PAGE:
Cannabis has enjoyed an image overhaul of which most politicians could only dream.
And no product has seen such a rush to fame as CBD. For those not in the know, CBD, which is found in cannabis and in its cousin, hemp, is non-psychoactive – in other words, it won’t get you high. And its appearing in products from creams and lotions, to lip balms and oils.
The beauty industry, never one to miss a trick, swiftly jumped on the weed wagon. Today, CBD is perhaps the buzziest and most bragged-about ingredient in high-end makeup, skincare and hair products. In Hollywood, the fashion stylist Karla Welch – who works with Olivia Wilde and Katy Perry – applies CBD lotion by Lord Jones, a brand based in Los Angeles, to clients’ legs and feet before they walk the red carpet.
It’s true: Cannabis-infused skincare is all the rage.
But as CBD oil scrubs up and goes mainstream, it is not easy to tell which products stand up to scrutiny. The consensus among dermatologists and dieticians is that the cannabinoids produced in plants are indeed exciting ingredients, but there is a huge amount of confusion among consumers.
“Phytocannabinoid-rich products applied topically to the skin can be extremely soothing when dealing with skin damage or inflammation of different kinds,” says Martina della Vedova, the lead nutritionist at Natures Plus. But there is an important distinction between hempseed oil, which is made from the seeds of the cannabis plant, and CBD, which is extracted from the flowers and leaves.
“Hempseed-based products are a great way to keep skin naturally moisturised, thanks to the richness in omegas and beneficial oils,” says Della Vedova. “But hempseed oil doesn’t contain phytocannabinoids, so no comparison can be done with phytocannabinoid-rich products.” In other words, not all cannabis derivatives possess the same qualities – and not all CBD products are created equally.
No more stigma
“It used to be a thing — if you did pot brownies at a party, no one would ever talk to you again,” said a 40-something Manhattan socialite in the beauty industry.
“Now, the first thing people give you when you walk into their house are edibles . . . and these are Fortune 500 CEOs — Upper East Side, rule-abiding people.”
While recreational marijuana is still illegal in New York state and medical marijuana is only legal for those with serious diseases, more and more Gothamites are using cannabis. Some have tapped local chefs to make them custom marijuana-infused treats on the down low. And then, of course, there is the private-jet delivery method.
One Manhattan socialite who winters in Aspen, said her pot-loving friends are always trying to get her to transport weed for them from Colorado to New York on her private plane.
“I am the most popular girl,” she said with a laugh.
Gummy edibles, often resembling Sour Patch Kids, are big among parents on the bar mitzvah circuit, according to an NYC fashion publicist.
“You can go to multiple bar mitzvahs in a month with the same people again and again,” she said. “There’s only so much drinking people can do. You take it after the cocktail hour when you don’t need to worry about making conversation anymore.”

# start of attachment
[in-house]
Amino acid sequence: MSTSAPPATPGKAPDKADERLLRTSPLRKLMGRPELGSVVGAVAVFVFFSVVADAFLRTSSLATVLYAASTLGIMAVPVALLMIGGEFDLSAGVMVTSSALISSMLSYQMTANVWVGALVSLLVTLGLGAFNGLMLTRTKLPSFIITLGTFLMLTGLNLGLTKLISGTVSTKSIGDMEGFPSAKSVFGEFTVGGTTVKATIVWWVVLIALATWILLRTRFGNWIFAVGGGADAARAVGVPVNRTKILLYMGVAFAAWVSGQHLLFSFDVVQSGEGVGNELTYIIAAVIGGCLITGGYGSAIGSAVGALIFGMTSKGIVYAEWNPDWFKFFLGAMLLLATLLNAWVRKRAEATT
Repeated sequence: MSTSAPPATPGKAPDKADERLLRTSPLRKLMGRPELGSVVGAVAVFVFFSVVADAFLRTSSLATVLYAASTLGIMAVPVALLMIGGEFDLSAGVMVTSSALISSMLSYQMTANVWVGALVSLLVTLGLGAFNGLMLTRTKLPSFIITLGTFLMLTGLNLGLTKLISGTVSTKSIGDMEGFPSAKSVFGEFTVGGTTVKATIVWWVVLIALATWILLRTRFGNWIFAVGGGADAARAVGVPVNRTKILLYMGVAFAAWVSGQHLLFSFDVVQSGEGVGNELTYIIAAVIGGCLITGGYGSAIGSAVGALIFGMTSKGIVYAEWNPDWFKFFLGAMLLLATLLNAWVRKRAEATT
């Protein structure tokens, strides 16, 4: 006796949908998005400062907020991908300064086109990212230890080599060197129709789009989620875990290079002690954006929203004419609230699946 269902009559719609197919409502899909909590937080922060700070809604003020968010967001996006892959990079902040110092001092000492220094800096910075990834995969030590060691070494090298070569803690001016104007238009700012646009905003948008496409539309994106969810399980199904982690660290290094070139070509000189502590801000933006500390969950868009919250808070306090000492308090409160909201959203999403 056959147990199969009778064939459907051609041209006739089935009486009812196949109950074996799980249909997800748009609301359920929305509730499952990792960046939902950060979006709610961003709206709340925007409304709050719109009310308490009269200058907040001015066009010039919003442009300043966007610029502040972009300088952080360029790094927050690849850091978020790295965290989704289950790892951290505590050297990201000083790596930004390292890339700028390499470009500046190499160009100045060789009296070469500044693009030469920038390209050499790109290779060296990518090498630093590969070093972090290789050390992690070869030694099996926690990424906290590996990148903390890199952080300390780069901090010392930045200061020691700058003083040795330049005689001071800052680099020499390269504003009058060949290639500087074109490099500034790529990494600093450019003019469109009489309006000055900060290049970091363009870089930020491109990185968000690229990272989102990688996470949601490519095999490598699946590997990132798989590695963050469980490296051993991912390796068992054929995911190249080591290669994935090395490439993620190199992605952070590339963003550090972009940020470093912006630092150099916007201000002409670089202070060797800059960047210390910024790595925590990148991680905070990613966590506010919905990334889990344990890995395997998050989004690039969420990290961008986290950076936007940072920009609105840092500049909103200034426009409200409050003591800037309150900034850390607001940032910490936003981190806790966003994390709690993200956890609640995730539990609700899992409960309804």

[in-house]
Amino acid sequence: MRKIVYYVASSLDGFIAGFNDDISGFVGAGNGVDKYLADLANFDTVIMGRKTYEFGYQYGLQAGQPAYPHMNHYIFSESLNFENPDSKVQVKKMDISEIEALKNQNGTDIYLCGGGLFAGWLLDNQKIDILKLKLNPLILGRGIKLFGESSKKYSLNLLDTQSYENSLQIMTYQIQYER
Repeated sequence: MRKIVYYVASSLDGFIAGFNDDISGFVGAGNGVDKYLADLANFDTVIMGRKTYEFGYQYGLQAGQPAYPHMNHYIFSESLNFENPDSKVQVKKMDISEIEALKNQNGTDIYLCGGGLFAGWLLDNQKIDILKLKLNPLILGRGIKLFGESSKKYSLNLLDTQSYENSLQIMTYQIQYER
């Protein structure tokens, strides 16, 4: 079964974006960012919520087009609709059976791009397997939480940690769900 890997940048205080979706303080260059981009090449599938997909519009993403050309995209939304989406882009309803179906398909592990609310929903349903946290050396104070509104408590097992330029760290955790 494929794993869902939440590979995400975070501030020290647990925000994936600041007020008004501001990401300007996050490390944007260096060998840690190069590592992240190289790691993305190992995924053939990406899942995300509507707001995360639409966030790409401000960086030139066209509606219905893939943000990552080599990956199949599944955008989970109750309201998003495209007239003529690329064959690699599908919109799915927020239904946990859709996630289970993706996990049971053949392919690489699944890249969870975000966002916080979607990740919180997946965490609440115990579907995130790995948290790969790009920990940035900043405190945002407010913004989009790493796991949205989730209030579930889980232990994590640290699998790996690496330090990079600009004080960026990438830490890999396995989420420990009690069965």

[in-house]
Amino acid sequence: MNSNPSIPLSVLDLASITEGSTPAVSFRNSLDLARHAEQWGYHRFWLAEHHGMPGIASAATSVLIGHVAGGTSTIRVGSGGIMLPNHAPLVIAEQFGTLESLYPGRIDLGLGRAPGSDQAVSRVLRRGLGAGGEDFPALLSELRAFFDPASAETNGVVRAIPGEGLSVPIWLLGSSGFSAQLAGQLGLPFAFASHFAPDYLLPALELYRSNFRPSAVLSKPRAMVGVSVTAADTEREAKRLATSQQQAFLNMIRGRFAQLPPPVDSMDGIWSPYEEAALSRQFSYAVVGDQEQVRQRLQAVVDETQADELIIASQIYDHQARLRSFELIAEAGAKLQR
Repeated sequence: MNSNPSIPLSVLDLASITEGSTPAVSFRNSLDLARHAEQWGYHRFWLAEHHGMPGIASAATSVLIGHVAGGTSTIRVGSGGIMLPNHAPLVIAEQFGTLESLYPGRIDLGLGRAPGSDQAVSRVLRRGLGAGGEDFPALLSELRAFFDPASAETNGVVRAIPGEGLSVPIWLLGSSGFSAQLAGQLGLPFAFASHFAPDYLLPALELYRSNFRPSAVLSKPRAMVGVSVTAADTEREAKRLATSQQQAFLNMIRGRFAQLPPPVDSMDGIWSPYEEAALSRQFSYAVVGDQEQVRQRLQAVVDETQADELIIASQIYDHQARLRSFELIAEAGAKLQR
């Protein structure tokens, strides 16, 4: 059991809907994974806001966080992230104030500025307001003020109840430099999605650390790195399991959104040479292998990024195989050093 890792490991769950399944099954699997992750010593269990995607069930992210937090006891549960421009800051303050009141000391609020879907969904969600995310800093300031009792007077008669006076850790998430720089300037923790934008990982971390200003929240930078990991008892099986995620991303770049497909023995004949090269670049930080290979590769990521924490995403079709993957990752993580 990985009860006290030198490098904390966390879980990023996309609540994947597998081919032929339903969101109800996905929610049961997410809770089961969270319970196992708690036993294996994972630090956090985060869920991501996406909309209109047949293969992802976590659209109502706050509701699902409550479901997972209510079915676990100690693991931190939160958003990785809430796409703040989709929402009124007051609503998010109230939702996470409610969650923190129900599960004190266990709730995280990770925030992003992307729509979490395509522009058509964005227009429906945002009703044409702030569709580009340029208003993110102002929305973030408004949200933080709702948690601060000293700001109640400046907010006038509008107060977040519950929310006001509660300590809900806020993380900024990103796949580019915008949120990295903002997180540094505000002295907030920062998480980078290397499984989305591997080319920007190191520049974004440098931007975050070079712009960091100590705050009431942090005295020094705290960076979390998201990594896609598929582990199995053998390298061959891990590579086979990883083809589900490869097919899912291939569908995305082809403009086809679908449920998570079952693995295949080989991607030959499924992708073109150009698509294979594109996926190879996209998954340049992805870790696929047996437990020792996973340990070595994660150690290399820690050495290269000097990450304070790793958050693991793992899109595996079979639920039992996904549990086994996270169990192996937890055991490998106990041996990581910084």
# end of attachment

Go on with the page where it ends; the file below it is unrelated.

“It’s like what you’d get with a glass of wine,” an Upper East side woman said about her cannabis-infused chocolate covered coffee beans. “Snow days are a popular time to take them. There is an ongoing joke: ‘Is this a one- or two-coffee-bean snow day?’ A lot of 40-year-old women don’t want to go out and make snowmen in the cold with their kids. But after a coffee bean or two, you love the snow. You love snowmen. You love sledding. You love it all so much, you’re posting pics online.”
The most sought after items on the market? Marijuana-infused topical lotions, which can be used for anything from pain relief to enhanced sex.
And in a recent issue of Town & Country, writer Carol Mack said that the trendiest hostess gift in Aspen is a cannabis-infused vaginal cream said to increase sexual pleasure.
No doubt, the stigma surrounding marijuana has subsided.
Another industry cashing in on the cannabis trend, is jewelry. Companies are popping up with their versions of cannabis leaf pendants, earrings and even cufflinks.
Everyone from soccer-moms to business executives to celebrities are now wearing these “cannabis-inspired” jewels. And many of them are so subtle, that it is often difficult to distinguish these items from any other type of “mainstream” jewelry.
Among the celebs seen sporting cannabis jewelry are Rihanna, Snoop Dogg, and Victoria’s Secret models Alessandra Ambrosio, Chanel Iman, and Emily Ratajkowski.
Genifer Murray, the Co-founder of GENIFER M Jewelry (www.geniferm.com), says that her company’s jewelry can help “start a conversation” about the healing properties of CBD and cannabis.
“We aim to create a space in which our customers can fully express their beliefs, hopes and passion for the healing properties of cannabis,” Murray said. “We want to shatter traditional perceptions of cannabis and reverse 90 years of negative propaganda.”
Some of the most trendy items are the company’s CBD- and THC-molecules, which offer an unusual fashion statement that will be understood by only a few. The Modern Leaf pendant, which is sold in five-point or seven-point leaves, is the company’s most popular item. The lovely leaf shape looks like a botanical design, and many will not even realize that it is modeled after a cannabis leaf.
Now soccer moms and business executives can wear cannabis-inspired jewelry, and no one will be the wiser.